Whether wesleyan or lutheran, the evangelical coming into the Roman rite of the Church via The Catechism of the Catholic Church is apt to be disconcerted by the hymnal in use at their parish. This is the case whether that hymnal is Glory & Praise or The Parish Book of Chant in that the hymnal does not represent the entire communion, though it may well represent the particular parish community.
The vital core of Wesleyan spirituality is, I might argue, best represented in the 1780 Collection of Hymns for the People Called Methodists which well deserves a place among the many spiritual resources of the church catholic and which is at the core of subsequent Methodist hymnals. The modern United Methodist Hymnal in the USA and the British Methodist hymnal, Hymns and Psalms are symbols of the unity and coherence of Methodism.
Likewise, the Lutheran Book of Worship used by various Lutheran communions here in the United States “expresses the unity of the people of God and their continuity with Christians across the ages. In the liturgical tradition are the gestures, songs, and words by which Christians have identified themselves and each other” (from the Introduction). Rather then representing a particular agenda or segment among Lutherans, the Lutheran Book of Worship aims to represent the entire communion. Interestingly, this hymnal includes Thomas Aquinas’ Adoro Te Devote and Pange Lingua, albeit in English translation, neither of which are in Glory and Praise, a hymnal popular in many Roman Catholic dioceses.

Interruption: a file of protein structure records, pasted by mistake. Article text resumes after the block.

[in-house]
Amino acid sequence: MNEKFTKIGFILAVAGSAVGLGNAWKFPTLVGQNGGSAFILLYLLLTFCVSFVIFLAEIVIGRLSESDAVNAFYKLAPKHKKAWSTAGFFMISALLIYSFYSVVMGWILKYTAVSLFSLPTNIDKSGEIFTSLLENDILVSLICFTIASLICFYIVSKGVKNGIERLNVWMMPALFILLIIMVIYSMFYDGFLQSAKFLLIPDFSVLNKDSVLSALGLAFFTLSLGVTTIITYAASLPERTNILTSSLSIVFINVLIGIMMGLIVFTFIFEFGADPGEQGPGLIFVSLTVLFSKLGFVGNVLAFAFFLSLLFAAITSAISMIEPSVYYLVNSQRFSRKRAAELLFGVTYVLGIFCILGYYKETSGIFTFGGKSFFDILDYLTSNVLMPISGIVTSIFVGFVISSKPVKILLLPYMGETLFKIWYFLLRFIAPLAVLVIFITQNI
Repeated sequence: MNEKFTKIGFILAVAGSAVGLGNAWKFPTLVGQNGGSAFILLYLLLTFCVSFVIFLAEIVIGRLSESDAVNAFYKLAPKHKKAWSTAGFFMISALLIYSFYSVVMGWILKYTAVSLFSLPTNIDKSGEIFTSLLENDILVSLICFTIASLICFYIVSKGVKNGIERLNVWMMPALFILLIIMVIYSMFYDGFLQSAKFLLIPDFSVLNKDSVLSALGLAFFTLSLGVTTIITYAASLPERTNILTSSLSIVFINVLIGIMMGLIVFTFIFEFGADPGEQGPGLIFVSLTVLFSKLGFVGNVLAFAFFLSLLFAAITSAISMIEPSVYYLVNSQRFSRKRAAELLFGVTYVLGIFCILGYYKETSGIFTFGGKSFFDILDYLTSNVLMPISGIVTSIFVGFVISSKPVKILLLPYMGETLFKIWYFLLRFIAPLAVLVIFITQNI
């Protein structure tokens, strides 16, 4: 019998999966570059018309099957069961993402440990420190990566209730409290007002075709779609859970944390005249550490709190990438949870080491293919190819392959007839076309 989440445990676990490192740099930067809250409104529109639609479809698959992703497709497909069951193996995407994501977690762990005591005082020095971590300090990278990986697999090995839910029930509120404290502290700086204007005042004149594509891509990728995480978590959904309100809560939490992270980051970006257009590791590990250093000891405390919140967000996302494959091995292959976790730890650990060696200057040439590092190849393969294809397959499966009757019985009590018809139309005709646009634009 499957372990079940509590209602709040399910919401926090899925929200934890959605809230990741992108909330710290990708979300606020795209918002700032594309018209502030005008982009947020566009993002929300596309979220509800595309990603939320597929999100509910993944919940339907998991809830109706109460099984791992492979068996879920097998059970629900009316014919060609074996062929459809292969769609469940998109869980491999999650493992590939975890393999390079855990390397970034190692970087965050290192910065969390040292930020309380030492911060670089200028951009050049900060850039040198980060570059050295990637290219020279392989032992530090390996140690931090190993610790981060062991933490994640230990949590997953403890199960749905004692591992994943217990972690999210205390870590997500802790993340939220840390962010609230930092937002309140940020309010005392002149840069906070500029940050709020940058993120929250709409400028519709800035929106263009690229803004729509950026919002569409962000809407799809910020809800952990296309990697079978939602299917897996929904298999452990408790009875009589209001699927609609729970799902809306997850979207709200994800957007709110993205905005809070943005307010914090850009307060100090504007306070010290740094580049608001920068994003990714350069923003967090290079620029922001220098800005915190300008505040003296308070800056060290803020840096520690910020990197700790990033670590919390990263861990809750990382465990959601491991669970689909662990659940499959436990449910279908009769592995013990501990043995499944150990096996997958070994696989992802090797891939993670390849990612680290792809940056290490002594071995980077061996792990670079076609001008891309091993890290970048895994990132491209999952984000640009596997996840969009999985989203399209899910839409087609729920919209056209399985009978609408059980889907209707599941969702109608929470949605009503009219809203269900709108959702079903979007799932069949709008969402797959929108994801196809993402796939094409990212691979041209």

My point is not to criticize any particular hymnal in the pews of any Roman Catholic parish but rather to point out that those hymnals are not instruments of unity in the way that Methodist or Lutheran hymnals are. Also, my Wesleyan background is obvious in thinking of the hymnal not as just a Sunday songbook but rather as a resource for spiritual formation second only to the scriptures. Neither is it my intention to urge the creation of such a hymnal. Rather, the functional equivalent of those protestant hymnals is to be found elsewhere within the Catholic Church.
Throughout the world among both laity and religious, the liturgical unity of the Catholic Church, beyond the Mass itself, is represented not in commercial hymnals but rather in The Liturgy of the Hours or, as it is alternatively known, The Divine Office. This is the basis of common worship within the Catholic Church, although its use is scattered outside the clergy. It is the one liturgical document which crosses various various internal boundaries in a manner similar to the protestant hymnals mentioned above.
The four volume edition, while expensive, is more useful than one volume abridgments. There is also a fairly complete version http://universalis.com/ available online.
In a recent general audience, Pope Benedict XVI remarked: “I would like to renew my call to everyone to pray the Psalms, to become accustomed to using the Liturgy of the Hours, Lauds, Vespers, and Compline.”
Conveniently, at the Cathedral of the Madeleine on weekdays:
7:30am – Lauds
8:00am – Mass
5:15pm – Mass
5:45pm – Vespers